Background to Zoom Fatigue
( skip to the bottom of the article if you want to get straight to the tips!)
A rising phenomenon that I have noticed during this pandemic is finding myself on back to back Zoom calls, webinars and Microsoft meetings. These have been on weekday evenings and sometimes even weekends.
Prior to COVID, if you had a learning event that you wanted to attend, you would factor in all the limitations: like the journey time needed to get there and how feasible it would be to attend after work. If there was more than one, the likelihood of you being able to attend multiple events on one evening would be low.
However, now we have entered a whole new realm. From the comfort of your own home, you can now participate in multiple webinars, multiple Zoom and Microsoft team meetings. The fact that there is no geography to manoeuvre, means that you can hop from call to call.
The main downside I have noticed is Zoom/Conference call fatigue. I was not entirely sure if I was being facetious when this term first popped into my head. But within a few clicks I could see that it was an emerging phenomenon that many have started writing about.
See the links to two articles below:
https://www.bbc.com/worklife/article/20200623-what-the-dutch-can-teach-the-world-about-remote-work . Some of the reasons the article cites include: the feeling of being watched and delays in the video making it seem like you are unfriendly / unresponsive. I have to say that I can definitely relate to the latter.
https://ideas.ted.com/zoom-fatigue-is-real-heres-why-video-calls-are-so-draining/. This article also talks about the fact that looking at your own face can be stressful and how the loss of non verbal communication can be a real issue.
What does this mean for budding medical students, the new junior doctor and busy trainee? The two articles above elude to the fact that we need to be taking active steps to combat Zoom fatigue.
So welcome to our 5 Top Tips on combating Zoom Fatigue aka preventing getting Zoomed out!
1. Plan Ahead:
Keep a Conference call diary. Lots of events are popping up daily, it is worth keeping a list of calls you might like to attend. Putting them in the diary and then trying to prioritise which ones you might like to attend. Knowing when these calls will happen is much better than having join a call spontaneously which can be stressful.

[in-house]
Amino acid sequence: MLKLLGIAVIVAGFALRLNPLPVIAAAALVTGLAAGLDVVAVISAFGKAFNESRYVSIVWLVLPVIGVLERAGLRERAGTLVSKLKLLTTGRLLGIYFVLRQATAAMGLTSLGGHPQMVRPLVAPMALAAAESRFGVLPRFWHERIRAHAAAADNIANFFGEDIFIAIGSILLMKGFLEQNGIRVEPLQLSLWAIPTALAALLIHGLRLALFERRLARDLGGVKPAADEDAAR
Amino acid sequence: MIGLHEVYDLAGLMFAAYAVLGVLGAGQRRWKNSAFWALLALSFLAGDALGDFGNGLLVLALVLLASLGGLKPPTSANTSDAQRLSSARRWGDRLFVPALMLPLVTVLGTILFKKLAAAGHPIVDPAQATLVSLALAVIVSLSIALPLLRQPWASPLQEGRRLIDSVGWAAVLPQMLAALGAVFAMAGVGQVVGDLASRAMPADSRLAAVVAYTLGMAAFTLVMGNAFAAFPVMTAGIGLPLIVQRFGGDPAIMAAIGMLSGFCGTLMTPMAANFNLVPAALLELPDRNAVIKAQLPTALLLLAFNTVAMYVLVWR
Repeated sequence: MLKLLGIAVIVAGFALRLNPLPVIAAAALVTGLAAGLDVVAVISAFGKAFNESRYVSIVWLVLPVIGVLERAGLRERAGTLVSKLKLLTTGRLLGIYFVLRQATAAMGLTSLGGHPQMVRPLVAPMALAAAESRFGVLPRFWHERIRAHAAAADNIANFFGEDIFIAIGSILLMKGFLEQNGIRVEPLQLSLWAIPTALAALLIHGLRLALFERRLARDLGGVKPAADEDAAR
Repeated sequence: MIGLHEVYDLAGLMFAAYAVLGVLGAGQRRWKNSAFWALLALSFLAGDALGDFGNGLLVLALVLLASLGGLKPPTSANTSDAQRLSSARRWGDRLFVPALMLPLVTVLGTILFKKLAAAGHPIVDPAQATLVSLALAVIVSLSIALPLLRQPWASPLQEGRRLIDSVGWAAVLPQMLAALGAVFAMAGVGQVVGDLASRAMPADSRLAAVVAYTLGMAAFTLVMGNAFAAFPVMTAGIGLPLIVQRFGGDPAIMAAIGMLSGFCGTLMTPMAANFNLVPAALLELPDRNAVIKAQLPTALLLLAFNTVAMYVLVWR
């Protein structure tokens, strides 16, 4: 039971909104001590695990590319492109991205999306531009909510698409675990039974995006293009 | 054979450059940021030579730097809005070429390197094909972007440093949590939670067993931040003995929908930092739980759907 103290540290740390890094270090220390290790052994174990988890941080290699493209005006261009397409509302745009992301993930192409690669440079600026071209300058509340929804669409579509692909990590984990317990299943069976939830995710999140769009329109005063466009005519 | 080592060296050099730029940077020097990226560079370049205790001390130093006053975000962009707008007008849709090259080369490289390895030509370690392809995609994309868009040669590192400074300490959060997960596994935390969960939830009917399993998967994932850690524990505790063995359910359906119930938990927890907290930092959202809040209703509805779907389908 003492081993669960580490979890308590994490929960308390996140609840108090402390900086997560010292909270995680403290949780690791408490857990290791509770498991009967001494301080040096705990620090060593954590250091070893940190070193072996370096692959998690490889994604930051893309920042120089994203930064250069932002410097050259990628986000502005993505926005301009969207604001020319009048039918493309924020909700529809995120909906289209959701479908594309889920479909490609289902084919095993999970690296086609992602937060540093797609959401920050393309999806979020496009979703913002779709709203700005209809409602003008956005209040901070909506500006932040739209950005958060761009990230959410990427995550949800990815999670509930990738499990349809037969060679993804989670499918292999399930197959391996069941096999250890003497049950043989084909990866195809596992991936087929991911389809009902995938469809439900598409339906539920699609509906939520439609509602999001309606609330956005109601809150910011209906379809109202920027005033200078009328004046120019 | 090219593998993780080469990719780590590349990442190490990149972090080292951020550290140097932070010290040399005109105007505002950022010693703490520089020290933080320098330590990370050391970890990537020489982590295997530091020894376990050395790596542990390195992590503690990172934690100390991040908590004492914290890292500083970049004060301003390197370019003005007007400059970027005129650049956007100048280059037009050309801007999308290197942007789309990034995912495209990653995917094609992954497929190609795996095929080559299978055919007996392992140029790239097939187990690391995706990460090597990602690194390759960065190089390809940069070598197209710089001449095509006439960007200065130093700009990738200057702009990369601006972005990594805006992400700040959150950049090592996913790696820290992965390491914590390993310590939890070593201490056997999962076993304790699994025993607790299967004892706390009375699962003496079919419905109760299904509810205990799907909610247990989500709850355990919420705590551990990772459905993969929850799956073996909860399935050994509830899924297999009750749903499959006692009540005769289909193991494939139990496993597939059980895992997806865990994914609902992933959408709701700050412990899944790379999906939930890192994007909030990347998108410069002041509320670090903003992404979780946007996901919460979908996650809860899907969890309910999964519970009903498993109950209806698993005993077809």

2. Schedule breaks between Calls.
It is really easy to just sit there and find yourself on call after call. If you are going to go on more than one call, then it is advisable to have some snacks or food prepared. Therefore allowing you some time to grab a quick bite.
3. Watch playbacks of webinars instead.
If a webinar is going to be recorded, then it may be worth making time at a later date when you haven’t had a busy day at work and are more relaxed to watch the webinar. This is really good for reducing stress levels and can make it easier to actually help you get the most out of a learning opportunity .
4. Limit the number of Zoom Calls a day.
It may helpful to have a set limit on the number of zoom calls you plan to attend in an evening or a day.
5. Have some Zoom Calls without video and keep them short!.
Given that the articles above stated that feeling watched during a zoom call can be quite stressful. It may be worth pre-agreeing to have video turned off if you are meeting with people you know or friends. Of course, it is helpful to keep the mic on intermittently, so that you can chip into to parts of conversation and people can see that you are still alert and interested.
In summary Zoom fatigue is real and should not be underestimated. During these times it is particularly important to guard our wellbeing. Therefore, please take the steps necessary to do this and if you need to take a break. As the advert says, go on ‘ have a break , have a Kit Kat !’
Best Wishes the MR Revision Team.
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